Ever since seeing John Wick’s "Power to the Players" video about players in role-playing games (above), his comment, “Always tell the players, ‘Yes’” has been rattling around in my head. I’ve been trying to think about how I can adopt that philosophy to deal with students. Because so much of what I end up doing to student requests is saying, “No.”
And then he goes on to talk about how to say “Yes” to players, but to put them into dramatic situations. There's something in there about motivating players – in this case by creating dramatic situations – that I think can apply to students, but I haven’t figured it out yet. I think it has something to do with trying to motivate people by applying consequences.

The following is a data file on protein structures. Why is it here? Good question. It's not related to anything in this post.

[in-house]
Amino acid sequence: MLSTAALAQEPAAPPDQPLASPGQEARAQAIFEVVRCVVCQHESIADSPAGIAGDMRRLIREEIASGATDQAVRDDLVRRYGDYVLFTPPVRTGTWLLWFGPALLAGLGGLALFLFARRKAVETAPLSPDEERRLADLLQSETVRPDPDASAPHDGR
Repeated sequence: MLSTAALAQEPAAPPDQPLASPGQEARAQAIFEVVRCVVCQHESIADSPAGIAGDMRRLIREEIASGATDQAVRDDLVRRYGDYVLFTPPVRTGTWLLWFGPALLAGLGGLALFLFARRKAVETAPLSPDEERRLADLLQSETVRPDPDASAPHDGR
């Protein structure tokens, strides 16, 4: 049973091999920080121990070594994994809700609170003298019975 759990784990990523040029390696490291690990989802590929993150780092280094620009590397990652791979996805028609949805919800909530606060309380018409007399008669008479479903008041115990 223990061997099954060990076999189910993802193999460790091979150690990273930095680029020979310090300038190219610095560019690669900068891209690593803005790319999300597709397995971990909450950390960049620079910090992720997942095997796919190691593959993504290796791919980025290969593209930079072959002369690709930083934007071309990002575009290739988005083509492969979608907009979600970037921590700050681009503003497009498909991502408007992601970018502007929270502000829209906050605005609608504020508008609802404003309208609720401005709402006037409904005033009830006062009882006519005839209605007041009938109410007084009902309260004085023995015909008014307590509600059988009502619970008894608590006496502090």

Then, yesterday, I came across another fascinating article in the new issue of Science. I was struck by this little story (emphasis added):
In Haifa, at six day care centers, a fine was imposed on parents who were late picking up their children at the end of the day. Parents responded to the fine by doubling the fraction of time they arrived late. When after 12 weeks the fine was revoked, their enhanced tardiness persisted unabated.
Another case of where trying to motivate by creating consequences for peoples’ actions, and it doesn’t work.
I have to think more about on this.
As a bonus, here’s an audio file of Sir Ken Robinson giving a lecture on education reform. It doesn’t talk directly about motivating people, but it's in there tangentially, as it deals a lot with how education is demotivating people because it is based on an out-of-date educational system. Lots and lots of fascinating ideas there.